November 26, 2021
We are all familiar with Earth’s largest living animals. The African elephant is the largest living land mammal, and the blue whale is the largest animal in the sea, but both of these animals are dwarfed by Earth’s largest living organism by weight, “Pando”.
Pando is not an animal, but rather a stand of trees; specifically a stand of genetically identical quaking aspen clones. This stand of trees is growing in Utah, and while it looks like there is an entire forest of 47,000 individual plants, they are technically all one tree. In total there are 106-acres of Pando, all connected by a root network that sends up genetically identical clone stems as it grows. Scientists estimate that this extraordinary biological phenomenon weighs in at 6,000 metric tons, and has been growing over a period of around 14,000 years! In and around Pando is an entire ecosystem which is reliant on the food and shelter provided by the aspen. Unfortunately, although Pando is protected by the US National Forest Service, this mega-organism is at risk.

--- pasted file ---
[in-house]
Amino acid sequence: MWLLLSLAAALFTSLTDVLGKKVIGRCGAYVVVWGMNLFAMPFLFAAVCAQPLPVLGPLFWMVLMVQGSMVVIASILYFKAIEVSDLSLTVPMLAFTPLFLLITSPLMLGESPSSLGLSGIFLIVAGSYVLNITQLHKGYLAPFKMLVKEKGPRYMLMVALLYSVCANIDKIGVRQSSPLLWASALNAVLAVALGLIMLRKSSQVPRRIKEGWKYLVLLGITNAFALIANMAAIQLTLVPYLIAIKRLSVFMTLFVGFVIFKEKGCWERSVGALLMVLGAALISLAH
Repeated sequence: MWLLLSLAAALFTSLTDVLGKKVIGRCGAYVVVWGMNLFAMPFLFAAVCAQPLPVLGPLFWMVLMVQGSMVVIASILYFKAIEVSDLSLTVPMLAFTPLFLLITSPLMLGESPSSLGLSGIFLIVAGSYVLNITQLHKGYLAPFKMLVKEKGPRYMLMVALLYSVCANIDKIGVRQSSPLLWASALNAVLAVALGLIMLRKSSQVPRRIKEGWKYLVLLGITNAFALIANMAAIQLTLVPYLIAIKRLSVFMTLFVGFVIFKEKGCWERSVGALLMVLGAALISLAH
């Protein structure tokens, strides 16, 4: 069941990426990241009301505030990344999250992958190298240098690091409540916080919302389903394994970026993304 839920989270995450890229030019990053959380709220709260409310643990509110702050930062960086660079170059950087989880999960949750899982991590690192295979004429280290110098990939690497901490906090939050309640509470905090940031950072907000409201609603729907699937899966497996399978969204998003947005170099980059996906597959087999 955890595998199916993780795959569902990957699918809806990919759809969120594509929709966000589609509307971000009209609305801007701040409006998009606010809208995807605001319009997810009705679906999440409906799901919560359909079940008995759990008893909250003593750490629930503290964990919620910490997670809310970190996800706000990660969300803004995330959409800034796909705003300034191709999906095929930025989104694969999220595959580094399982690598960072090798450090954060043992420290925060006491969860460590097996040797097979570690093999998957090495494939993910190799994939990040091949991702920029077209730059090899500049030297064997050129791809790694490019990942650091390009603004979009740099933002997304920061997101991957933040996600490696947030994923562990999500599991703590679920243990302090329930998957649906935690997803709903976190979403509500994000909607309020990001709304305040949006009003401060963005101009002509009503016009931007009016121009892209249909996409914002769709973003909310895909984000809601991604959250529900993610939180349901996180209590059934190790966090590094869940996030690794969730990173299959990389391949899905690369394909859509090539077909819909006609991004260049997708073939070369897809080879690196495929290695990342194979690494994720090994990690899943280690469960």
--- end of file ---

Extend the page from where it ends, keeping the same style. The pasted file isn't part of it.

The ecosystem is out of balance due to the loss of predators like cougars and wolves. These apex predators historically helped keep the populations of herbivores like elk and deer in check. Without their natural predators, the herbivores are damaging Pando by over-browsing its new shoots as they arise, meaning there are whole sections of Pando where there is now no new growth occurring. This is a clear example of why maintaining the natural balance in ecosystems is so important, as an unbalanced ecosystem can be damaging to the plants and animals living within it.
It is worth remembering however, that Pando has survived for thousands of years, and has faced other periods of climate change, disease and overgrazing, and yet it still survives. Scientists are keen to learn more about this remarkable organism, including any secrets to it’s incredible resilience. Learning more about unusual organisms like Pando helps us to learn more about life on Earth, and helps to highlight the importance of protecting unusual ecosystems which still hold so many as yet undiscovered secrets. These secrets could help us better protect these, and other ecosystems in the face of the ongoing climate crisis.
Source: Science Alert
Read more: https://www.sciencealert.com/the-world-s-largest-organism-is-slowly-being-eaten-scientist-says